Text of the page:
When José Maturana couldn’t satiate his appetite for cult cinema in Melbourne, he decided to start his own – the Valhalla Social Cinema.
“It all started with the 24 hour sci-fi movie marathon. Or should I say, the absence of it in Melbourne for more than 15 years,” says Maturana. “An article I came across earlier this year about a 24-hour sci-fi fest in New Zealand was the final straw. I thought stuff it, if no one else is going to do the 24-hour, I will.”
The Valhalla Social Cinema is a homage to the original Valhalla Cinema, located in Richmond, which relocated to Westgarth in 1987 and closed in the late 1990s. “When the original Valhalla closed, movie marathons in Melbourne stopped,” Maturana explains. “So, when thinking up a name for the cinema, it seemed right to name it after the first Valhalla. It’s all about keeping the spirit alive of the original.”
Screening horror and sci-fi movies from what he calls the “Golden Age” of modern cinema – the 1970s and 80s – the portable Valhalla revives cult cinema and movie marathons for both the new and die-hard fans among us. Expect B-movie gems, in A-movie timeslots.
“I think, ultimately, cult films elicit a feeling of re-capturing the first time we see a life-changing film,” Maturana says. “Because when we’re kids, every movie is life-changing. Seeing them again, so many years later, with like-minded adults, must drive the desire to go to our cinema.”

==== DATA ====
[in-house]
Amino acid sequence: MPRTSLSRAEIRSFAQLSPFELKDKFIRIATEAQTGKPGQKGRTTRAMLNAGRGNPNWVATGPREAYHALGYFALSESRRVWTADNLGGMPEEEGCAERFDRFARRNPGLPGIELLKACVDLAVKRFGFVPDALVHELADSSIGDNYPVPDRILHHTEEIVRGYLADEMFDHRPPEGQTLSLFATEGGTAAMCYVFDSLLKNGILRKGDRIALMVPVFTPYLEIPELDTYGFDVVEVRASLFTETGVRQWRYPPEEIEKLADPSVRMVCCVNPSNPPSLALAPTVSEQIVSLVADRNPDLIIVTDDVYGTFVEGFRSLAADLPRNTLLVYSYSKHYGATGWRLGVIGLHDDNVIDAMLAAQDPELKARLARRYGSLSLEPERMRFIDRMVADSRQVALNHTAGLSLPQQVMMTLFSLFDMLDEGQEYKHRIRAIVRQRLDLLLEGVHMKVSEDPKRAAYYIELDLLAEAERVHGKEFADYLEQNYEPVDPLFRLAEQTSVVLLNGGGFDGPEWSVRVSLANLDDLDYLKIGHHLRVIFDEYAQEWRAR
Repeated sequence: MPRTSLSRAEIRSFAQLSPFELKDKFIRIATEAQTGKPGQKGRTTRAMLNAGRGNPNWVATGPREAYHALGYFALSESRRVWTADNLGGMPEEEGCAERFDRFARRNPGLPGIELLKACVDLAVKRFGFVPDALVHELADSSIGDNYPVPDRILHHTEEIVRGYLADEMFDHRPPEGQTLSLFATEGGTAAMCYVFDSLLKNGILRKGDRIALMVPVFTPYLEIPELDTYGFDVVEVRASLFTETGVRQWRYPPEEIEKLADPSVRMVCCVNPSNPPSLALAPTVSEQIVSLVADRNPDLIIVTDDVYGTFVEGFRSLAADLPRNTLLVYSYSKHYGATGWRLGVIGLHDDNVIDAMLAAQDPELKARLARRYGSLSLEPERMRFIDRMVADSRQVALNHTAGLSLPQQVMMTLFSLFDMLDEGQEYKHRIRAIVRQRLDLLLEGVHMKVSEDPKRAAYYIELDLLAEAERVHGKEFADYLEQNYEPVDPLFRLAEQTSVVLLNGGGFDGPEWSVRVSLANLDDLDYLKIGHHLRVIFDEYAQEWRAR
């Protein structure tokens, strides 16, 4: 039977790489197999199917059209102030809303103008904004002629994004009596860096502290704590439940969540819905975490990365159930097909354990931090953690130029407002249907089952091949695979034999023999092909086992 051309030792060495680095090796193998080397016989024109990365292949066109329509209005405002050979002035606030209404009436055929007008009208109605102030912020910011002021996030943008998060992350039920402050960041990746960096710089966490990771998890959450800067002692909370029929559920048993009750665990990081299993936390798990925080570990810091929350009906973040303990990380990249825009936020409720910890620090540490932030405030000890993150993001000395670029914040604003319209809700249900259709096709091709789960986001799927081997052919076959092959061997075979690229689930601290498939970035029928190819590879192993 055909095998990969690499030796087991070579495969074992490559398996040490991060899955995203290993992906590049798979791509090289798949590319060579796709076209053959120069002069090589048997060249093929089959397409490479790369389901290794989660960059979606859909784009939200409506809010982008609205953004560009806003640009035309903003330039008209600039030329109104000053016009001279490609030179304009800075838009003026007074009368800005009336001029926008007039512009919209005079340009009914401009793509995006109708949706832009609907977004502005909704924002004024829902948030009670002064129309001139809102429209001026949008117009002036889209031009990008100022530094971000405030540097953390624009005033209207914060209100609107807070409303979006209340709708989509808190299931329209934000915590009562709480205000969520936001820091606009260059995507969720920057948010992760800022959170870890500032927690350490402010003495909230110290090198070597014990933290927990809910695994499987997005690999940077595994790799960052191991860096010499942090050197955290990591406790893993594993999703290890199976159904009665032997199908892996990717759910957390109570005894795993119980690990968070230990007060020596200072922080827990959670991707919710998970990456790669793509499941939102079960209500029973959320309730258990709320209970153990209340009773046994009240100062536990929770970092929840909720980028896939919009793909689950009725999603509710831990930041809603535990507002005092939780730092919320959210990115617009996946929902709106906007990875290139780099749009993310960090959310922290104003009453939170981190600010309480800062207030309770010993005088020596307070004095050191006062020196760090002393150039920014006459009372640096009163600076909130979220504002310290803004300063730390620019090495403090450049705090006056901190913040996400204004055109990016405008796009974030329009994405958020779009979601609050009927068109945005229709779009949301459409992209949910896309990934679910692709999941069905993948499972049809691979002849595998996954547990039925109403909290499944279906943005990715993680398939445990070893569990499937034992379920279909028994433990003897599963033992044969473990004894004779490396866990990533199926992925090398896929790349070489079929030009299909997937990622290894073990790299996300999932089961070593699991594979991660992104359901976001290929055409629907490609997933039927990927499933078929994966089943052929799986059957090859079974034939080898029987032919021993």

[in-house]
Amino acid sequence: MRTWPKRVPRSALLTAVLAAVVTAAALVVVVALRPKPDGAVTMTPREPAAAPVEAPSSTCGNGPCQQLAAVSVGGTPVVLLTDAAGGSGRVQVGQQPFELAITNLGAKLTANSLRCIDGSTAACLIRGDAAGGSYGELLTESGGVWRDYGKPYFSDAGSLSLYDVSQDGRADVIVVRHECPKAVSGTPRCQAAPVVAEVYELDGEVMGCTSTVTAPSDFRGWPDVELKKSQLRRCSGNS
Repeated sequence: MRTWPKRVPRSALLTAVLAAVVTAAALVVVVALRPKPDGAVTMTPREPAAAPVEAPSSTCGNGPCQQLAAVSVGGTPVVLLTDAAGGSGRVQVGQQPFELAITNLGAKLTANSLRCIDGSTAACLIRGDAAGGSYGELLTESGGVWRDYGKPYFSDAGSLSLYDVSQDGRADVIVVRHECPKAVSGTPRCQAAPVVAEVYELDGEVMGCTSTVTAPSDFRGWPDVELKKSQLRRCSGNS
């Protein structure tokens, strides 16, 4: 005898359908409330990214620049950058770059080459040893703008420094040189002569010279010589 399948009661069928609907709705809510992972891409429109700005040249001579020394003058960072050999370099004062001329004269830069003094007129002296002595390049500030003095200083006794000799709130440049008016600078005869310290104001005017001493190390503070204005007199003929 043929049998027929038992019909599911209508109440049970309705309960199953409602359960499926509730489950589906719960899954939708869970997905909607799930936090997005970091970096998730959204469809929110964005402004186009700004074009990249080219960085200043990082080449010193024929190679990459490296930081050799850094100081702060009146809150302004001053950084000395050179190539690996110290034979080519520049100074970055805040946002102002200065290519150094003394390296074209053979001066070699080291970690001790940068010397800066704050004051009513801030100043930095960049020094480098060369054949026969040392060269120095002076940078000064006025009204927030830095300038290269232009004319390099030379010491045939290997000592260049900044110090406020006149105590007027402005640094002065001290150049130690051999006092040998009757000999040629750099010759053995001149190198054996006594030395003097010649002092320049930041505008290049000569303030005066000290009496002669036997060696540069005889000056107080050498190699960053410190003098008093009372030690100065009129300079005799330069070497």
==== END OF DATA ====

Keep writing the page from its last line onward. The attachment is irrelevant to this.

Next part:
Every three months the Valhalla screens a 24-hour movie marathon (think Night of the Creeps (1986) followed by An American Werewolf in London (1981)) at a different location – perhaps Electron Workshop in North Melbourne, or Genovese Coffee Roasters in Brunswick East.
“Regarding film selection, it comes down to mixing slightly left-of-centre mainstream films (usually flops) with the tent pole blockbusters,” says Maturana.
To get your cult cinema fix between marathon screenings, or for those who can’t face an epic 24 hours of horror, the Valhalla also pops up across town screening double and triple bills and drive-in sessions.
Your Valhalla movie experience will involve a range of movie treats, from the retro (locally-made choc tops) to the more contemporary (single origin coffee), as well as deck chairs to stretch out on, a high definition screen and a smaller-than-average audience.
The smaller audience, explains Maturana, ensures that the social aspect of the cinema stays strong. “I want people to be talking and laughing in-between and during the movies, like they used to. For me the social aspect is very important. It’s something that isn’t found anymore in cinemas.”
Valhalla Social Cinema is hosting a pop-up drive-in on Friday August 9 from 7.30pm at Genovese Coffee Roasters and will be showing Christine and Fright Night back to back. For tickets, click here.
Friday August 9, 7.30pm
Genovese Coffee Roasters
Corner Nicholson Street and Moreland Road, Brunswick East
Car passes $27